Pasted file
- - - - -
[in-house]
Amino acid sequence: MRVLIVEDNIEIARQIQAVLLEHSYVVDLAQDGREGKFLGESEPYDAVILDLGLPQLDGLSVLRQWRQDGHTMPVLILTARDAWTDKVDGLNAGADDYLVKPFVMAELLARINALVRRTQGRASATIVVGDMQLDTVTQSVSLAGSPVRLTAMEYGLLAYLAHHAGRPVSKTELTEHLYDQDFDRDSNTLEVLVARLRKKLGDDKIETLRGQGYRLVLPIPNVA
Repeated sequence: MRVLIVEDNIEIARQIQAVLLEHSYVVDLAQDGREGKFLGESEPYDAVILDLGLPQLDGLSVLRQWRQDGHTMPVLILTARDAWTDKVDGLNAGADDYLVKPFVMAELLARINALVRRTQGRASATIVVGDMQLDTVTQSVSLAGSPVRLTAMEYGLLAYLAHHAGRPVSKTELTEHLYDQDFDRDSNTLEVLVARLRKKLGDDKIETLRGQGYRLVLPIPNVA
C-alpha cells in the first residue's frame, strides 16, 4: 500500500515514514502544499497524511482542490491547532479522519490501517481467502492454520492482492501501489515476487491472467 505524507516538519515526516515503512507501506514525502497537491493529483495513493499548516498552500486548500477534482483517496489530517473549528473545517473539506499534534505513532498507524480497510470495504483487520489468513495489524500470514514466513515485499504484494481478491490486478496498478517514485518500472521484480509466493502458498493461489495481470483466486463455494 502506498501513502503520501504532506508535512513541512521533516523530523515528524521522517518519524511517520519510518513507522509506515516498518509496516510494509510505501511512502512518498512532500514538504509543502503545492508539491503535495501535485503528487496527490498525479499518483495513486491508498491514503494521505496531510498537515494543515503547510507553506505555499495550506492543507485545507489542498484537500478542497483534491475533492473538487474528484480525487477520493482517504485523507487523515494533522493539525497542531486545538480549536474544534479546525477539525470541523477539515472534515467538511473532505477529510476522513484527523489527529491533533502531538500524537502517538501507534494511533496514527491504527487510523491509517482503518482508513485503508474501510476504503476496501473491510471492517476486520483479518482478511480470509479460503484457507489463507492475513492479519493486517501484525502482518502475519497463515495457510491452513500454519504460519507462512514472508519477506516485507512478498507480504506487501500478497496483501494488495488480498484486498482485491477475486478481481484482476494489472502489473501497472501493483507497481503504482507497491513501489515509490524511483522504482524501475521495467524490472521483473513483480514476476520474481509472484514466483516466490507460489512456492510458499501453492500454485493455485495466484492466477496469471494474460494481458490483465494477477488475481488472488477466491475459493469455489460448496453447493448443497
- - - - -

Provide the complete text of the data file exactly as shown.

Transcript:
[in-house]
Amino acid sequence: MRVLIVEDNIEIARQIQAVLLEHSYVVDLAQDGREGKFLGESEPYDAVILDLGLPQLDGLSVLRQWRQDGHTMPVLILTARDAWTDKVDGLNAGADDYLVKPFVMAELLARINALVRRTQGRASATIVVGDMQLDTVTQSVSLAGSPVRLTAMEYGLLAYLAHHAGRPVSKTELTEHLYDQDFDRDSNTLEVLVARLRKKLGDDKIETLRGQGYRLVLPIPNVA
Repeated sequence: MRVLIVEDNIEIARQIQAVLLEHSYVVDLAQDGREGKFLGESEPYDAVILDLGLPQLDGLSVLRQWRQDGHTMPVLILTARDAWTDKVDGLNAGADDYLVKPFVMAELLARINALVRRTQGRASATIVVGDMQLDTVTQSVSLAGSPVRLTAMEYGLLAYLAHHAGRPVSKTELTEHLYDQDFDRDSNTLEVLVARLRKKLGDDKIETLRGQGYRLVLPIPNVA
C-alpha cells in the first residue's frame, strides 16, 4: 500500500515514514502544499497524511482542490491547532479522519490501517481467502492454520492482492501501489515476487491472467 505524507516538519515526516515503512507501506514525502497537491493529483495513493499548516498552500486548500477534482483517496489530517473549528473545517473539506499534534505513532498507524480497510470495504483487520489468513495489524500470514514466513515485499504484494481478491490486478496498478517514485518500472521484480509466493502458498493461489495481470483466486463455494 502506498501513502503520501504532506508535512513541512521533516523530523515528524521522517518519524511517520519510518513507522509506515516498518509496516510494509510505501511512502512518498512532500514538504509543502503545492508539491503535495501535485503528487496527490498525479499518483495513486491508498491514503494521505496531510498537515494543515503547510507553506505555499495550506492543507485545507489542498484537500478542497483534491475533492473538487474528484480525487477520493482517504485523507487523515494533522493539525497542531486545538480549536474544534479546525477539525470541523477539515472534515467538511473532505477529510476522513484527523489527529491533533502531538500524537502517538501507534494511533496514527491504527487510523491509517482503518482508513485503508474501510476504503476496501473491510471492517476486520483479518482478511480470509479460503484457507489463507492475513492479519493486517501484525502482518502475519497463515495457510491452513500454519504460519507462512514472508519477506516485507512478498507480504506487501500478497496483501494488495488480498484486498482485491477475486478481481484482476494489472502489473501497472501493483507497481503504482507497491513501489515509490524511483522504482524501475521495467524490472521483473513483480514476476520474481509472484514466483516466490507460489512456492510458499501453492500454485493455485495466484492466477496469471494474460494481458490483465494477477488475481488472488477466491475459493469455489460448496453447493448443497